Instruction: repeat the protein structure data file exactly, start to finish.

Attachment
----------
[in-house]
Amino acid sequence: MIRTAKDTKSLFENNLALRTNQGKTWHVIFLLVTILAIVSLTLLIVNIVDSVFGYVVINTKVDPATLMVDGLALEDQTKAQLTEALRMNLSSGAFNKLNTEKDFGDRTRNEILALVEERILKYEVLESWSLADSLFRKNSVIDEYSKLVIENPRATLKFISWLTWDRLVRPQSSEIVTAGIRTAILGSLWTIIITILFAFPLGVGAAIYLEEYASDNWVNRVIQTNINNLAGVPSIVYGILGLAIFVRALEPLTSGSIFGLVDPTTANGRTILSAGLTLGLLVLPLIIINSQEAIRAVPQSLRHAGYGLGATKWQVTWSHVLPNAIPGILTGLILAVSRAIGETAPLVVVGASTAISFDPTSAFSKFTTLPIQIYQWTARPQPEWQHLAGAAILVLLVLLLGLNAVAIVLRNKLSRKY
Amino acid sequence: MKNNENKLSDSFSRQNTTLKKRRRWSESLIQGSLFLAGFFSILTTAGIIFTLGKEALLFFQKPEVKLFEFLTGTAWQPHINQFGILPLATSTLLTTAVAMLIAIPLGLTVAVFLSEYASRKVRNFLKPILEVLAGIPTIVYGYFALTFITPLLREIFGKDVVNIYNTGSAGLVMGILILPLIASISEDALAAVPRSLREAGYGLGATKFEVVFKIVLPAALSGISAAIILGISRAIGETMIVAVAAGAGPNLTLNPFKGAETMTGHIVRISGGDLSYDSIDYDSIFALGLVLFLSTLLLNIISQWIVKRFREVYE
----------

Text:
[in-house]
Amino acid sequence: MIRTAKDTKSLFENNLALRTNQGKTWHVIFLLVTILAIVSLTLLIVNIVDSVFGYVVINTKVDPATLMVDGLALEDQTKAQLTEALRMNLSSGAFNKLNTEKDFGDRTRNEILALVEERILKYEVLESWSLADSLFRKNSVIDEYSKLVIENPRATLKFISWLTWDRLVRPQSSEIVTAGIRTAILGSLWTIIITILFAFPLGVGAAIYLEEYASDNWVNRVIQTNINNLAGVPSIVYGILGLAIFVRALEPLTSGSIFGLVDPTTANGRTILSAGLTLGLLVLPLIIINSQEAIRAVPQSLRHAGYGLGATKWQVTWSHVLPNAIPGILTGLILAVSRAIGETAPLVVVGASTAISFDPTSAFSKFTTLPIQIYQWTARPQPEWQHLAGAAILVLLVLLLGLNAVAIVLRNKLSRKY
Amino acid sequence: MKNNENKLSDSFSRQNTTLKKRRRWSESLIQGSLFLAGFFSILTTAGIIFTLGKEALLFFQKPEVKLFEFLTGTAWQPHINQFGILPLATSTLLTTAVAMLIAIPLGLTVAVFLSEYASRKVRNFLKPILEVLAGIPTIVYGYFALTFITPLLREIFGKDVVNIYNTGSAGLVMGILILPLIASISEDALAAVPRSLREAGYGLGATKFEVVFKIVLPAALSGISAAIILGISRAIGETMIVAVAAGAGPNLTLNPFKGAETMTGHIVRISGGDLSYDSIDYDSIFALGLVLFLSTLLLNIISQWIVKRFREVYE